25. 25. <ul><li>Edema does not usually occur unless there is a three liter excess in the body fluid. </li></ul><ul><li>Hypovolemia can lead to a circulatory overload (severely compromised heart function) if it remains unresolved. </li></ul>
  26. 26. Foods high in Salt <ul><li>Processed meat </li></ul><ul><li>Smoked fish </li></ul><ul><li>Frozen egg substituted </li></ul><ul><li>Peanut butter </li></ul><ul><li>Dairy products, hard cheese </li></ul><ul><li>Powdered cocoa, hot chocolate mix </li></ul><ul><li>Canned vegetables </li></ul><ul><li>Pickles </li></ul><ul><li>Tomato and tomato juice </li></ul><ul><li>Can soup bouillon </li></ul><ul><li>boxed casserole mixes </li></ul><ul><li>Baking mixes </li></ul><ul><li>Salted snack foods </li></ul><ul><li>Seasoning as catsup, gravy mix, soy sauce, monosodium glutamate, pickle relish , tartar sauce. </li></ul>
  27. 27. Third Spacing <ul><li>The movement of intravascular fluid to nonvascular fluid compartment, where it becomes trapped and useless. </li></ul><ul><li>It is manifested by tissue swelling or fluid that accumulates in a body such as the peritoneum </li></ul>
  28. 28. <ul><li>Third spacing is associated commonly with disorder in which albumin levels are low. </li></ul><ul><li>HYPOALBUMINEMIA - deficit in albumin in the blood – caused by liver disease, chronic disease and disorders in which the capillary and cellular permeability is altered such as burns and severe allergic reactions. </li></ul><ul><li>The priority is to restore the circulatory volume by providing iv fluids ,sometimes in large volumes at rapid rates (FULL BLASTS) </li></ul>
  29. 29. <ul><li>Blood transfusions or the administration of albumin by Iv infusions also, is used to restore colloidal osmotic pressure and full trapped fluid back into the intravascular space . </li></ul><ul><li>When this conditions occurs, client who were previously hypovolemic can suddenly become hypervolemic. </li></ul><ul><li>The nurse closely monitors client’s who receives albumin replacement for signs of circulatory overload. </li></ul>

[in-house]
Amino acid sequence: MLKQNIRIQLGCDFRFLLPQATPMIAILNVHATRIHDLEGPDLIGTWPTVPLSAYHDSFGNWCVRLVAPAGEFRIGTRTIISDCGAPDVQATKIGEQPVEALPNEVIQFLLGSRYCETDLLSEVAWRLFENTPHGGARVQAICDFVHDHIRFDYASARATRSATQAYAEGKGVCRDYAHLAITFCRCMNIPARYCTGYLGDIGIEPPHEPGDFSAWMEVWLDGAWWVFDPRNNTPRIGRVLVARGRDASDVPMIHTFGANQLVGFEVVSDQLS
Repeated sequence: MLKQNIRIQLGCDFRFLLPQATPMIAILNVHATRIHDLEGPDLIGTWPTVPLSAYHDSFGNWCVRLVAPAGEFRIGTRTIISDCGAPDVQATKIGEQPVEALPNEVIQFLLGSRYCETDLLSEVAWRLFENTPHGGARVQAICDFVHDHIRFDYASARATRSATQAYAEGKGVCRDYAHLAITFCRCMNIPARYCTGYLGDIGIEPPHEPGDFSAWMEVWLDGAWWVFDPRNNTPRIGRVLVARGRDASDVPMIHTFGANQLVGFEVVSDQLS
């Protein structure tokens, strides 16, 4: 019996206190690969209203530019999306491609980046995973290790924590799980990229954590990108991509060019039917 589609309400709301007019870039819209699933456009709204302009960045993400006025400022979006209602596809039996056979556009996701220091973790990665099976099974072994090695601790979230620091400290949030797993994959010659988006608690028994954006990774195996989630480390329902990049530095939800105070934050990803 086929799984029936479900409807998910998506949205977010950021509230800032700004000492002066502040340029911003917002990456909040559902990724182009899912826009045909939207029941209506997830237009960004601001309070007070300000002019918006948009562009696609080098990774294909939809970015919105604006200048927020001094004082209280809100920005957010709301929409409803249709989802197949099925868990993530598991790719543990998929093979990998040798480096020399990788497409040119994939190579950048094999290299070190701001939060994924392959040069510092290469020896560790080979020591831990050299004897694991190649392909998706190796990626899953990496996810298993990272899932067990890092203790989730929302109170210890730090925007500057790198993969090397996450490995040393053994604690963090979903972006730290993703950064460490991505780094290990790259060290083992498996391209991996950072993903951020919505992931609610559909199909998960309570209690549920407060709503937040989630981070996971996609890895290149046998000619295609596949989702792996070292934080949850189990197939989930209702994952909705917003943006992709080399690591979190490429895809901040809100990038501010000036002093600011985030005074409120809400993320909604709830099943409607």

30. 30. <ul><li>Fluid Deficit Fluid Excess </li></ul><ul><li>Starvation kidney failure </li></ul><ul><li>Impaired swallowing heart failure </li></ul><ul><li>Vomiting rapid administration </li></ul><ul><li>Gastric suction administration of albumin </li></ul><ul><li>Laxative abuse corticosteroid drug therapy </li></ul><ul><li>Potent diuretics excessive intake of sodium </li></ul><ul><li>Hemorrhage </li></ul><ul><li>Major burns </li></ul><ul><li>Draining wounds </li></ul><ul><li>Fever and sweating </li></ul><ul><li>Exercise and sweating </li></ul><ul><li>Environment heat and humidity </li></ul>
  31. 31. Intravenous fluid administration <ul><li>Policies and practices concerning how much responsibility the practical/vocational nurse assume with iv fluid therapy. </li></ul><ul><li>Intravenous (IV ) fluids are solutions infused into a client’s vein to : </li></ul><ul><ul><li>Maintain and restore fluid balanc when oral replacement is inadequate or impossible. </li></ul></ul><ul><ul><li>Maintain and replace electrolytes. </li></ul></ul><ul><ul><li>Administer water-soluble vitamins. </li></ul></ul><ul><ul><li>Provide a source of calories </li></ul></ul><ul><ul><li>Route for administration of drugs </li></ul></ul><ul><ul><li>Replace bloods and blood products. </li></ul></ul>
  32. 32. <ul><li>TYPES OF SOLUTIONS </li></ul><ul><li>Crystalloid Solutions- are made of water and other uniformly dissolved crystals such as salt and sugar. They are classified as: </li></ul><ul><ul><li>Isotonic </li></ul></ul><ul><ul><li>Hypotonic </li></ul></ul><ul><ul><li>hypertonic </li></ul></ul>
  33. 33. <ul><li>2. Colloid Solutions – are made of water and molecules of suspended substances such as: </li></ul><ul><li>a. blood </li></ul><ul><li>b. blood products ( albumin ) </li></ul><ul><li>They are both administered intravenously. </li></ul>
  34. 34. Isotonic solutions <ul><li>Contain the same concentration of dissolved substances as normally found in plasma. </li></ul><ul><li>It is administered to maintain balance in clients who may not be able to eat or drink for a short period of time. </li></ul><ul><li>Because of equal concentration, an isotonic solution does not cause any appreciable redistribution of body fluid. </li></ul>